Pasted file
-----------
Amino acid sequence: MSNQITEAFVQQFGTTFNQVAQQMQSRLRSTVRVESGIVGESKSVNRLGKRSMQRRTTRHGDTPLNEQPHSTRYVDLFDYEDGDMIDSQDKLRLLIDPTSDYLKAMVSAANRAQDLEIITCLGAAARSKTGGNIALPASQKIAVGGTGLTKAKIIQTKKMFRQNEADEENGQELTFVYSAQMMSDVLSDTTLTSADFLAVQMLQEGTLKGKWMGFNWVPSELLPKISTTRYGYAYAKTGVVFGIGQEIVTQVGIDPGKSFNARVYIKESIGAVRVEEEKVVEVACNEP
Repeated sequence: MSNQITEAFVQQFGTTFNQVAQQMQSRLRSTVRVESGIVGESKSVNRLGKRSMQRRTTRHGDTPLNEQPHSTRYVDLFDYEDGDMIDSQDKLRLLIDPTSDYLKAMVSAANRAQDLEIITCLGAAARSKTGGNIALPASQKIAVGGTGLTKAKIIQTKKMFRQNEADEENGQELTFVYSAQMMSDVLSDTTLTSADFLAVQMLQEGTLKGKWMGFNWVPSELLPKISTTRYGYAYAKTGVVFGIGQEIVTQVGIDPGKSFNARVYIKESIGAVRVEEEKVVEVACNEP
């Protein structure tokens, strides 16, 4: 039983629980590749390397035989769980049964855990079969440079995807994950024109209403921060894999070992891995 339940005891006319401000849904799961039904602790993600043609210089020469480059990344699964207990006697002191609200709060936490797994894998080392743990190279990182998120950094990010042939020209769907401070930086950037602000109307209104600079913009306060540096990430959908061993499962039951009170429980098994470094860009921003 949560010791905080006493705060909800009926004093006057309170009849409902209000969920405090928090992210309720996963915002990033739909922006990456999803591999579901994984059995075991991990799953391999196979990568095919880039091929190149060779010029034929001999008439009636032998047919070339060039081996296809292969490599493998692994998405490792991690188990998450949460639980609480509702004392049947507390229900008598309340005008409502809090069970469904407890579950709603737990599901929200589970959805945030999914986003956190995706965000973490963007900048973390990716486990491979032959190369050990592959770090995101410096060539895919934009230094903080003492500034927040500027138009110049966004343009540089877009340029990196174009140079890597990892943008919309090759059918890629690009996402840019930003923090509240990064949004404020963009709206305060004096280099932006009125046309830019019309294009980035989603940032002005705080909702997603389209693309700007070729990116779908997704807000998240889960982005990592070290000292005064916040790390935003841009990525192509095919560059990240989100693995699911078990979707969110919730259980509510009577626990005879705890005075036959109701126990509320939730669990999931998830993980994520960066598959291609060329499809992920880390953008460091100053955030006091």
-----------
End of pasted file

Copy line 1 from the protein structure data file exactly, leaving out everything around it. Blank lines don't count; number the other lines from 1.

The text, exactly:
Amino acid sequence: MSNQITEAFVQQFGTTFNQVAQQMQSRLRSTVRVESGIVGESKSVNRLGKRSMQRRTTRHGDTPLNEQPHSTRYVDLFDYEDGDMIDSQDKLRLLIDPTSDYLKAMVSAANRAQDLEIITCLGAAARSKTGGNIALPASQKIAVGGTGLTKAKIIQTKKMFRQNEADEENGQELTFVYSAQMMSDVLSDTTLTSADFLAVQMLQEGTLKGKWMGFNWVPSELLPKISTTRYGYAYAKTGVVFGIGQEIVTQVGIDPGKSFNARVYIKESIGAVRVEEEKVVEVACNEP